Saturday, September 25, 2010

Brave Margaret

Brave Margaret (An Irish Adventure)
Written by Robert D. San Souci, Illustrated by Sally Wern Comport
Children’s Picture Book): 1-5
Stars: 4 (out of 5)

Summary: Margaret is bored with her country life and is thrilled when she gets to go off with the King of the East to see the world. A sea serpent ultimately leads to the separation of the King and Margaret, which results in Margaret residing with an old woman until the King finally arrives. The old woman has a sword on her wall that must be used to slay a giant, and can only be used by the man whose finger the sword’s ring fits. The old woman has cast a spell upon Margaret so that she cannot leave until the right man clays the giant. Margaret’s finger is the one that fits the ring, and thus, she goes on to slay the giant and live happily ever after with the King.

What I found most interesting about this story was the complex story line. Often, children’s books have deluded plots and characters. This plot was very complex and contained several separate components. What I like though, is that I believe an elementary aged child could follow the story line and would be captivated by the story. When I was first reading it, I considered putting it back on the shelf, for I felt that with all of the text, the story would drag on and on and I would not enjoy it. What happened though, is that I was completely drawn into the story and could not wait to finish it to find out what happens to Margaret and the King. Thus, the complex story line was enough to keep me turning the page and yearning for more. While none of the main characters were particularly interesting, the plot definitely was. One of my favorite subtle components was that the old woman kept waiting for a man to arrive, fit his finger in the ring, and slay the giant with the sword. What ended up happening though is that the ring fit on Margaret, a woman’s, finger, and a woman was the one to ultimately slay the giant. This subtle gender stereotype fits so perfectly into the story, yet could be a great jumping point into discussing stereotypes in our society.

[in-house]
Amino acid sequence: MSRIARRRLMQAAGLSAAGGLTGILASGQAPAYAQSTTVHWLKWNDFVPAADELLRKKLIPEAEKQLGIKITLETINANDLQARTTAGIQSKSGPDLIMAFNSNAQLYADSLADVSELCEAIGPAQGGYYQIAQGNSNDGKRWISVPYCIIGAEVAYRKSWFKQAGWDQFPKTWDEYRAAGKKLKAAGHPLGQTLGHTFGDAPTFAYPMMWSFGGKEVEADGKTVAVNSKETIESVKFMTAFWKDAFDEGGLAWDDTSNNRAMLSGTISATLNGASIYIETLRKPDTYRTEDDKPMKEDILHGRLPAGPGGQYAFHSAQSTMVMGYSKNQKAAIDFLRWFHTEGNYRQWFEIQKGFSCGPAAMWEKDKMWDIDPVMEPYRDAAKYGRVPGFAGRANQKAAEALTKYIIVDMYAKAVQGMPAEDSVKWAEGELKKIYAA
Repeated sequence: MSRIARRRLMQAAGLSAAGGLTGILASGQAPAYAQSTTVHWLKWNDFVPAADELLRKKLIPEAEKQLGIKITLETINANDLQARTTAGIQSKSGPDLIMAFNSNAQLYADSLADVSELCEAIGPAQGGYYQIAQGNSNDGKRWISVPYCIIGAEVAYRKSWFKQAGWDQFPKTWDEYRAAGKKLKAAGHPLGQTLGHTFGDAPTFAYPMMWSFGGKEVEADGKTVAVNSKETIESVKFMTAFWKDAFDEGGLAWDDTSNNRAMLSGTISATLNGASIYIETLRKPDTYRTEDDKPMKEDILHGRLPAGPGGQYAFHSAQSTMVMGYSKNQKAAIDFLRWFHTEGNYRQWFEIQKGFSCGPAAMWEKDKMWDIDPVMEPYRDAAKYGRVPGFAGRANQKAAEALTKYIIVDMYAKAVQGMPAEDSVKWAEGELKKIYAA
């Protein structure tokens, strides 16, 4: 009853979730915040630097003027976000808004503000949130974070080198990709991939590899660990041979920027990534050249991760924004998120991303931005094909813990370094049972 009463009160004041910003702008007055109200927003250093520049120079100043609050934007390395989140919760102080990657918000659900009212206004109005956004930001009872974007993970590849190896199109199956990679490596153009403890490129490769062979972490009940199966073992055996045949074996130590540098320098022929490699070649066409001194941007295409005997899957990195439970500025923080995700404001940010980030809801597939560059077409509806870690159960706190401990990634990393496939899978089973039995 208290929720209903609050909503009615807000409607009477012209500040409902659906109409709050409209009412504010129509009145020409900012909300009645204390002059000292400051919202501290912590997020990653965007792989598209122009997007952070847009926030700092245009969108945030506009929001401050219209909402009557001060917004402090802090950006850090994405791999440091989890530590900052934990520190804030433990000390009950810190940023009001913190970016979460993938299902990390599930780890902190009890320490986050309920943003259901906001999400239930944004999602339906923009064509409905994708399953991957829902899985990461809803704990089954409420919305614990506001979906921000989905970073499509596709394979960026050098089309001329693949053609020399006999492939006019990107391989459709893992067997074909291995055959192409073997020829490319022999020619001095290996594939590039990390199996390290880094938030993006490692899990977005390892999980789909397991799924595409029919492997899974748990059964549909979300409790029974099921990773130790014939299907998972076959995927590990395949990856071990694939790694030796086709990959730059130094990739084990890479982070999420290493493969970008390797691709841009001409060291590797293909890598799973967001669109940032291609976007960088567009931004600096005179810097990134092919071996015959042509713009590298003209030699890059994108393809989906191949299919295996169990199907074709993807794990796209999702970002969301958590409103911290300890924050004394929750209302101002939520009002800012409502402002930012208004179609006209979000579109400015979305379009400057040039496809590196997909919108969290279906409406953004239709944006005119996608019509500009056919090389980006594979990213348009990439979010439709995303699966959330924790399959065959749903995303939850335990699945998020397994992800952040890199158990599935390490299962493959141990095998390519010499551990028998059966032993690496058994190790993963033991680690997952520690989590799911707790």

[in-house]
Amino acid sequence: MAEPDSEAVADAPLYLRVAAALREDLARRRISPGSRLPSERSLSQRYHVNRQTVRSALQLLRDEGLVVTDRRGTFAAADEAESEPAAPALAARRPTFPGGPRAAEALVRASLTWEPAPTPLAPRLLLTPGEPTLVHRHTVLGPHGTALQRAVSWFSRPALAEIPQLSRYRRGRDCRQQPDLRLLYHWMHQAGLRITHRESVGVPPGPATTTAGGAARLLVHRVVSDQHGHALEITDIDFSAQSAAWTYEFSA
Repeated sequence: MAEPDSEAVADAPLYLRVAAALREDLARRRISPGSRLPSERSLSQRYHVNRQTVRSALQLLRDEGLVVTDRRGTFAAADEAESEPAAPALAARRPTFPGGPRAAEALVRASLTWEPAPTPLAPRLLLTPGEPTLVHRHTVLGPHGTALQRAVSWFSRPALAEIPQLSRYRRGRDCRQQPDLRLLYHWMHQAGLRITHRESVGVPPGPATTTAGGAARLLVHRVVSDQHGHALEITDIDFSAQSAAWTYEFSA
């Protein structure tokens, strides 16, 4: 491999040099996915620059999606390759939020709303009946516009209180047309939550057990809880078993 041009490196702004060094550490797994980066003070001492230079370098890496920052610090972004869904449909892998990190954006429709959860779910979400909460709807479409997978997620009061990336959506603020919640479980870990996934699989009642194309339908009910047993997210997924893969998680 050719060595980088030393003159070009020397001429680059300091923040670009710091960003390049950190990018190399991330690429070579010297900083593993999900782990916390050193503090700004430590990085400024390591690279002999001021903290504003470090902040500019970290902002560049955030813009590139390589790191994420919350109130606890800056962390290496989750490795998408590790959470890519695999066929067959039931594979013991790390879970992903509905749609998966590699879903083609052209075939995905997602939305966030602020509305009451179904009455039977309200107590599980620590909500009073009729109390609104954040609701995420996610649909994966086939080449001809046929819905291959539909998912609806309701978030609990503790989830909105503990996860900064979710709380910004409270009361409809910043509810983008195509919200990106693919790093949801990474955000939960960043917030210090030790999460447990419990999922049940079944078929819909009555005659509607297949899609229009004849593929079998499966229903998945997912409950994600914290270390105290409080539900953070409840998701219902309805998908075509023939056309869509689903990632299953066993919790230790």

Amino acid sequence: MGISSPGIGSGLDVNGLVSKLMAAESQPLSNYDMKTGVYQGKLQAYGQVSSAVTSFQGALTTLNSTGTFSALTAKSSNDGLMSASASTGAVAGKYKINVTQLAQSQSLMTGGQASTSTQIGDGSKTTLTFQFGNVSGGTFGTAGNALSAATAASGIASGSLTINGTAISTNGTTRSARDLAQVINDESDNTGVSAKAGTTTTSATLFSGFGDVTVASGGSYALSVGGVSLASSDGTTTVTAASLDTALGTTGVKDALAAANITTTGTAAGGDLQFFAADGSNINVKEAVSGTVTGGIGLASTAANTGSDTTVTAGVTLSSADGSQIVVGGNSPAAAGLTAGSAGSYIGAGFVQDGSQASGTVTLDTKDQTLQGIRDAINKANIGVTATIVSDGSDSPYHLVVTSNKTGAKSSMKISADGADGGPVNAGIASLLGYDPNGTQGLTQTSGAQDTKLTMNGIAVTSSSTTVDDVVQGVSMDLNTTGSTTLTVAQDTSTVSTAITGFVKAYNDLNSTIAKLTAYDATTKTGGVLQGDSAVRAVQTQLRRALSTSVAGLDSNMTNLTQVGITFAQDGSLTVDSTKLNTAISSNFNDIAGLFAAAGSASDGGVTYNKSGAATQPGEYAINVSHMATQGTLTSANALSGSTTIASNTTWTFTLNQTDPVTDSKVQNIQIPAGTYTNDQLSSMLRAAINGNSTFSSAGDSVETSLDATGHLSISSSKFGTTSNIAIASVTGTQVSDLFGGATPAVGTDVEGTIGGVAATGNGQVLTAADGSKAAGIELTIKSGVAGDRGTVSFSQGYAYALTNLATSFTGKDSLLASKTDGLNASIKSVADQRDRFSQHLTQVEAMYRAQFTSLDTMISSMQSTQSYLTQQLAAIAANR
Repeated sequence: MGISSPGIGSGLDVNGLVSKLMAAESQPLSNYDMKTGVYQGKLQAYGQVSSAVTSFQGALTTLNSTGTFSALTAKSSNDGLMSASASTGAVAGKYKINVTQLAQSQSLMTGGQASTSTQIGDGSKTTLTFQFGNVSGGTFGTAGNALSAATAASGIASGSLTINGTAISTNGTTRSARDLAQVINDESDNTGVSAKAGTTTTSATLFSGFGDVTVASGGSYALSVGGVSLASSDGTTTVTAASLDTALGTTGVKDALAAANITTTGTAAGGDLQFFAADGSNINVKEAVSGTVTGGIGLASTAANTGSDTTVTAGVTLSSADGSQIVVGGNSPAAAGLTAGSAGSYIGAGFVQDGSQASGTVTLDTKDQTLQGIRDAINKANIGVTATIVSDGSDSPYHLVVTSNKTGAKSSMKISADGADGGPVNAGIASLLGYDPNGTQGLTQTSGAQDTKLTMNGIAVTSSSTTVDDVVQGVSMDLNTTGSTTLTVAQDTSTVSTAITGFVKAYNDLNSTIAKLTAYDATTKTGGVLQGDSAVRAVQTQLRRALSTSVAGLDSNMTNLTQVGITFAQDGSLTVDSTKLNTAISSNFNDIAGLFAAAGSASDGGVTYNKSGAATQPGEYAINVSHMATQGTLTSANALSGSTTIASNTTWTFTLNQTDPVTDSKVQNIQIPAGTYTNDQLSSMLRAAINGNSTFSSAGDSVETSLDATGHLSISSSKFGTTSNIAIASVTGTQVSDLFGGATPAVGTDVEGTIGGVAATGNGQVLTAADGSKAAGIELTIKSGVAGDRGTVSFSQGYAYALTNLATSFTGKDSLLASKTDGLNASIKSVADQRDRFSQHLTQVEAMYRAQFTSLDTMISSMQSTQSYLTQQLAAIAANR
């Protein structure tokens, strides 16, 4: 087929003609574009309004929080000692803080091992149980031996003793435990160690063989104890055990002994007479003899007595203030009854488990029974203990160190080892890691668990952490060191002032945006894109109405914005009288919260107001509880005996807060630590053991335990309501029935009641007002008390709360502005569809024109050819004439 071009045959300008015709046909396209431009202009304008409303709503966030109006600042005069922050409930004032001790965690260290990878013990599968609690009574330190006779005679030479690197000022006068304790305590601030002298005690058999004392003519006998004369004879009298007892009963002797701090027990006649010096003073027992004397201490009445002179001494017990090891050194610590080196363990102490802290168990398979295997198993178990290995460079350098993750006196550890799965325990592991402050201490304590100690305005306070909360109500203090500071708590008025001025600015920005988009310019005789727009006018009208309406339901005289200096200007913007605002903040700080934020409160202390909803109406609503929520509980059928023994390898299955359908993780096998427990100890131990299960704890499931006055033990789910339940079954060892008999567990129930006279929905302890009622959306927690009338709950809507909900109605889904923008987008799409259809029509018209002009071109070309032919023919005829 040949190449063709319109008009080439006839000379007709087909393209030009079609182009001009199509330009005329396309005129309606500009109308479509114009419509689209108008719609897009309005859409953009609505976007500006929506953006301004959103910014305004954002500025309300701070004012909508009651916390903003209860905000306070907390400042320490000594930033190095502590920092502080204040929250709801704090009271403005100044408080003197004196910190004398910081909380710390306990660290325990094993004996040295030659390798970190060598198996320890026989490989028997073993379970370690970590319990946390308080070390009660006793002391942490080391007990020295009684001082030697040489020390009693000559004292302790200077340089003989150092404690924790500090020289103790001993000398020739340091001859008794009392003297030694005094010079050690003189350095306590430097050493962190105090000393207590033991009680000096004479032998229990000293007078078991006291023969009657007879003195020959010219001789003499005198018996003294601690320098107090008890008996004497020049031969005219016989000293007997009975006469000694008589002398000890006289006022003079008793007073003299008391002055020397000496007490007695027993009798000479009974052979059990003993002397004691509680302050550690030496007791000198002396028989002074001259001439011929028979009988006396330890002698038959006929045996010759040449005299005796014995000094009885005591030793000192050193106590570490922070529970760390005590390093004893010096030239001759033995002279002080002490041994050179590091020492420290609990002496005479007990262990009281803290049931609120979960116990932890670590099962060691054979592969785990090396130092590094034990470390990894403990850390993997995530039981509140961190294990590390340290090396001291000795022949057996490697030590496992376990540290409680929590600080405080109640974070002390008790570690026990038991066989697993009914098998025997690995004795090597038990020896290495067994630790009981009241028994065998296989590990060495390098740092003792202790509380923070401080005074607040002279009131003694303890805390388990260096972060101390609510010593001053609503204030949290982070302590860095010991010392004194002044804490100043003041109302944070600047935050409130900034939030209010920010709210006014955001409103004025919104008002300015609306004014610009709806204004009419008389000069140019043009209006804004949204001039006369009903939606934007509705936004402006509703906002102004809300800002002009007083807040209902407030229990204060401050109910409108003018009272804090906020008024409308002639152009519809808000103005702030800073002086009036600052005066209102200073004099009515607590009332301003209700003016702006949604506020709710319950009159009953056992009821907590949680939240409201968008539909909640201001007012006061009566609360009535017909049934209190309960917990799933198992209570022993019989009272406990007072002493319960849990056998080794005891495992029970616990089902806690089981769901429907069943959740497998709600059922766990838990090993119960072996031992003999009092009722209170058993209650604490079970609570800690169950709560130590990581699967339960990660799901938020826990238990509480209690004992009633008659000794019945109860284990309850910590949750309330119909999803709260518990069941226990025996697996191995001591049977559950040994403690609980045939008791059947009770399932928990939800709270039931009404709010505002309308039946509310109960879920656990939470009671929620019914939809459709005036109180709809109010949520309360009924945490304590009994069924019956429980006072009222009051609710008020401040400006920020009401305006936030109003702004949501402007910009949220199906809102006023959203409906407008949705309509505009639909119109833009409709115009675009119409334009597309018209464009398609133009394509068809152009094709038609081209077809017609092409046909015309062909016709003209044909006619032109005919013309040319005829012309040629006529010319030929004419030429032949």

That being said, this book could be used in my classroom in a number of ways. Like I mentioned, it could be used to explore gender stereotypes, which is something that I would do in the upper elementary grades. More likely though, I would use it in a fairy tale unit, for it is one that is rarely heard (at least I had never heard of it). Even more simplistically, it would be a great book to read aloud to the class on a rainy afternoon. I think that it would be a perfect book to read to second graders, with the right mix of interest, length, and depth. 

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